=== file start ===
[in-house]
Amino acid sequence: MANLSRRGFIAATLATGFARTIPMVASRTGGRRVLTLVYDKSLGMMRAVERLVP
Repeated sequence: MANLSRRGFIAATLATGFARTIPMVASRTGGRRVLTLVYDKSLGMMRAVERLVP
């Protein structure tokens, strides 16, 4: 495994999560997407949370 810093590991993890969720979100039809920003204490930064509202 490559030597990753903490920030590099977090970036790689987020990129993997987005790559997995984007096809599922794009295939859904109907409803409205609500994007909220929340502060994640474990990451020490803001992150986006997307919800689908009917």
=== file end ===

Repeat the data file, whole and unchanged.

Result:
[in-house]
Amino acid sequence: MANLSRRGFIAATLATGFARTIPMVASRTGGRRVLTLVYDKSLGMMRAVERLVP
Repeated sequence: MANLSRRGFIAATLATGFARTIPMVASRTGGRRVLTLVYDKSLGMMRAVERLVP
């Protein structure tokens, strides 16, 4: 495994999560997407949370 810093590991993890969720979100039809920003204490930064509202 490559030597990753903490920030590099977090970036790689987020990129993997987005790559997995984007096809599922794009295939859904109907409803409205609500994007909220929340502060994640474990990451020490803001992150986006997307919800689908009917």